I’ve written this post after coming across an issue I had not seen in a while, an unresponsive VM in vSphere client to any orders issued to it such as restart, shutdown, or power off.
It happens from time to time by unresponsive; I meant a guest OS that will categorically ignore any remote orders made to a VM that is utterly oblivious to anything triggered by a vSphere client.
Thankfully, there are some methods used to kill the offending VM. The first port of call is PowerCLI. If this fails, we still have some options left at our disposal, and they all involve running commands directly off an ESXi host.
The alternative to this, of course, is to reboot the ESXi host assuming we can migrate VMs elsewhere. Hopefully, we will never have to resort to this act of reckless.
There are three command line methods we can use on ESXi to terminate unresponsive VMs.
These methods are vim-cmd, esxcli, and esxtop tool presents itself as a third option, we need to enable SSH and/or Shell on ESXi after which we could use them directly from the console.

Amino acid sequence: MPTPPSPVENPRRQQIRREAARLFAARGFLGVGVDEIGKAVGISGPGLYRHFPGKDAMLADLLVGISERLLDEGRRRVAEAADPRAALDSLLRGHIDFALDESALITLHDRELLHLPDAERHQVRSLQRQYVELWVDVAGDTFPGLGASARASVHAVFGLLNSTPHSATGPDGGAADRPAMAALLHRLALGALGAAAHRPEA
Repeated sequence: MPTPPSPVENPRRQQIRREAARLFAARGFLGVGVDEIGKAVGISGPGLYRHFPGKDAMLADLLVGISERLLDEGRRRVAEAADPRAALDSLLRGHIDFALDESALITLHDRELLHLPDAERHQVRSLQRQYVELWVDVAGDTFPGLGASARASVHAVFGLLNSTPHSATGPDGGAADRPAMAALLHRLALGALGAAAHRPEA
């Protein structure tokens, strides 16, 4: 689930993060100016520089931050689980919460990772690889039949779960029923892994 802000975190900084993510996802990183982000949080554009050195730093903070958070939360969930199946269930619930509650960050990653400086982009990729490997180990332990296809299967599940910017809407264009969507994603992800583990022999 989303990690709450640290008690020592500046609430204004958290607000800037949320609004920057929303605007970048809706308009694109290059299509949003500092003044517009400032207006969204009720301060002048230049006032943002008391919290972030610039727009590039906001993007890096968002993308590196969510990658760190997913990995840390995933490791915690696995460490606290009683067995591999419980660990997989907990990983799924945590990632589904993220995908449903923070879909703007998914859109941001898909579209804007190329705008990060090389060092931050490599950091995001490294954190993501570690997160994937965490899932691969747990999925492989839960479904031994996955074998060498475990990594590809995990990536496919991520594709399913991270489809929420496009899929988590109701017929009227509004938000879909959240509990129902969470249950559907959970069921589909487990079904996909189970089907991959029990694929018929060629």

Method 1 (vim-cmd)
Vim-cmd is another command line utility, very similar to esxcli, but bearing a somewhat different syntax. Similarly, it can be used to manage VMs as well as other resources. Keeping in line with the subject matter, here’s how vim-cmd is used to terminate a VM.
- List the inventory ID of the virtual machine which has the problem with the command:
# vim-cmd vmsvc/getallvms |grep ESXi1
- Check the power state of the virtual machine with the command, put vmid as below:
# vim-cmd vmsvc/power.getstate 37
# vim-cmd vmsvc/power.shutdown 37
This command kills the VMX process looks like force shutdown.
# vim-cmd vmsvc/power.off 37
Power-on the VM with the command:
# vim-cmd vmsvc/power.on 37